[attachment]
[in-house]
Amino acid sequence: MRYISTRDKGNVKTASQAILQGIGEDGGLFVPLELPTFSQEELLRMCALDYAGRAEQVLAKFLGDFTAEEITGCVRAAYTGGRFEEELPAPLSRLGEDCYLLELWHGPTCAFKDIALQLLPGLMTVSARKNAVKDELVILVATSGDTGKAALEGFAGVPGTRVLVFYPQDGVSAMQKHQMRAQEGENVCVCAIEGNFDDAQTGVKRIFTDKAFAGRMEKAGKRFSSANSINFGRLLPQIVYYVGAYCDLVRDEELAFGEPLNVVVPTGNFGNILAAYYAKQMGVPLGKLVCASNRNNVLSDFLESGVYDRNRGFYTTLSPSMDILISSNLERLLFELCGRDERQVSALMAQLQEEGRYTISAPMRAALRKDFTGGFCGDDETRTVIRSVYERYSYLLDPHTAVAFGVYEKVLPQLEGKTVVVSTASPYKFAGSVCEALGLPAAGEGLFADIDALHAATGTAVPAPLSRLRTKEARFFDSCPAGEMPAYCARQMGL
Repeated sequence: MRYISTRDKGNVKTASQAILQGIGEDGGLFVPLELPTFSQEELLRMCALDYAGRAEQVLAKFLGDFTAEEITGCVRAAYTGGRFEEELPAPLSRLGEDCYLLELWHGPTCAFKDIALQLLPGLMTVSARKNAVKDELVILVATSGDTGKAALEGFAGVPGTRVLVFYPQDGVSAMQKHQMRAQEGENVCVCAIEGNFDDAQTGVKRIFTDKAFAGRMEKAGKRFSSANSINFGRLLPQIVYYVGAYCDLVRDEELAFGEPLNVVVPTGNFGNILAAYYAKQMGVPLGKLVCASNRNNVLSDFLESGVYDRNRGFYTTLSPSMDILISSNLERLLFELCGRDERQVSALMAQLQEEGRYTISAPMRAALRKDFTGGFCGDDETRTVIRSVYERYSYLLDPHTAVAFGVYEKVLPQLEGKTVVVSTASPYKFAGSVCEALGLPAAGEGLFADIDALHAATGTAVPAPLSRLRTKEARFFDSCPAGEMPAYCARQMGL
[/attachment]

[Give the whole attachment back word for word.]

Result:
[in-house]
Amino acid sequence: MRYISTRDKGNVKTASQAILQGIGEDGGLFVPLELPTFSQEELLRMCALDYAGRAEQVLAKFLGDFTAEEITGCVRAAYTGGRFEEELPAPLSRLGEDCYLLELWHGPTCAFKDIALQLLPGLMTVSARKNAVKDELVILVATSGDTGKAALEGFAGVPGTRVLVFYPQDGVSAMQKHQMRAQEGENVCVCAIEGNFDDAQTGVKRIFTDKAFAGRMEKAGKRFSSANSINFGRLLPQIVYYVGAYCDLVRDEELAFGEPLNVVVPTGNFGNILAAYYAKQMGVPLGKLVCASNRNNVLSDFLESGVYDRNRGFYTTLSPSMDILISSNLERLLFELCGRDERQVSALMAQLQEEGRYTISAPMRAALRKDFTGGFCGDDETRTVIRSVYERYSYLLDPHTAVAFGVYEKVLPQLEGKTVVVSTASPYKFAGSVCEALGLPAAGEGLFADIDALHAATGTAVPAPLSRLRTKEARFFDSCPAGEMPAYCARQMGL
Repeated sequence: MRYISTRDKGNVKTASQAILQGIGEDGGLFVPLELPTFSQEELLRMCALDYAGRAEQVLAKFLGDFTAEEITGCVRAAYTGGRFEEELPAPLSRLGEDCYLLELWHGPTCAFKDIALQLLPGLMTVSARKNAVKDELVILVATSGDTGKAALEGFAGVPGTRVLVFYPQDGVSAMQKHQMRAQEGENVCVCAIEGNFDDAQTGVKRIFTDKAFAGRMEKAGKRFSSANSINFGRLLPQIVYYVGAYCDLVRDEELAFGEPLNVVVPTGNFGNILAAYYAKQMGVPLGKLVCASNRNNVLSDFLESGVYDRNRGFYTTLSPSMDILISSNLERLLFELCGRDERQVSALMAQLQEEGRYTISAPMRAALRKDFTGGFCGDDETRTVIRSVYERYSYLLDPHTAVAFGVYEKVLPQLEGKTVVVSTASPYKFAGSVCEALGLPAAGEGLFADIDALHAATGTAVPAPLSRLRTKEARFFDSCPAGEMPAYCARQMGL